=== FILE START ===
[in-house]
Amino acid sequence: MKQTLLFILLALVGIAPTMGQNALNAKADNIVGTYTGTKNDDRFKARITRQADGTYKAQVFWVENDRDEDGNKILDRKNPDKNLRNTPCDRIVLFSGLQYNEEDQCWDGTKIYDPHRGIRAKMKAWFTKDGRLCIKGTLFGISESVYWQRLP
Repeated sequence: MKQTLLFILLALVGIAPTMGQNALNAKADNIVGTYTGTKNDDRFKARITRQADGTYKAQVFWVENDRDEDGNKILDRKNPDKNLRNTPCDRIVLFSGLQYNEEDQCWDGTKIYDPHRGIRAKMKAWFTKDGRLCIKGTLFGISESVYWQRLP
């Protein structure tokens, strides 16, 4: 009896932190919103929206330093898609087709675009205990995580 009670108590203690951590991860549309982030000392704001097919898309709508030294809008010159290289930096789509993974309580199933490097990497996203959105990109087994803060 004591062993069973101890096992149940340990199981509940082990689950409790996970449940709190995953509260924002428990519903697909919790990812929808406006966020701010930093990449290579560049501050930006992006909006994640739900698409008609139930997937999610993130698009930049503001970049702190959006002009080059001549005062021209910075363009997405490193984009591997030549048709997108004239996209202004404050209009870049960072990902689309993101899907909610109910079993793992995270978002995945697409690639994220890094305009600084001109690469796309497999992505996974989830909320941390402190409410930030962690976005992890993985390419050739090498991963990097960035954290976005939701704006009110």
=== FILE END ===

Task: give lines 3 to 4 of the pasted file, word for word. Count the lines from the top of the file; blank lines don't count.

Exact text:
Repeated sequence: MKQTLLFILLALVGIAPTMGQNALNAKADNIVGTYTGTKNDDRFKARITRQADGTYKAQVFWVENDRDEDGNKILDRKNPDKNLRNTPCDRIVLFSGLQYNEEDQCWDGTKIYDPHRGIRAKMKAWFTKDGRLCIKGTLFGISESVYWQRLP
């Protein structure tokens, strides 16, 4: 009896932190919103929206330093898609087709675009205990995580 009670108590203690951590991860549309982030000392704001097919898309709508030294809008010159290289930096789509993974309580199933490097990497996203959105990109087994803060 004591062993069973101890096992149940340990199981509940082990689950409790996970449940709190995953509260924002428990519903697909919790990812929808406006966020701010930093990449290579560049501050930006992006909006994640739900698409008609139930997937999610993130698009930049503001970049702190959006002009080059001549005062021209910075363009997405490193984009591997030549048709997108004239996209202004404050209009870049960072990902689309993101899907909610109910079993793992995270978002995945697409690639994220890094305009600084001109690469796309497999992505996974989830909320941390402190409410930030962690976005992890993985390419050739090498991963990097960035954290976005939701704006009110």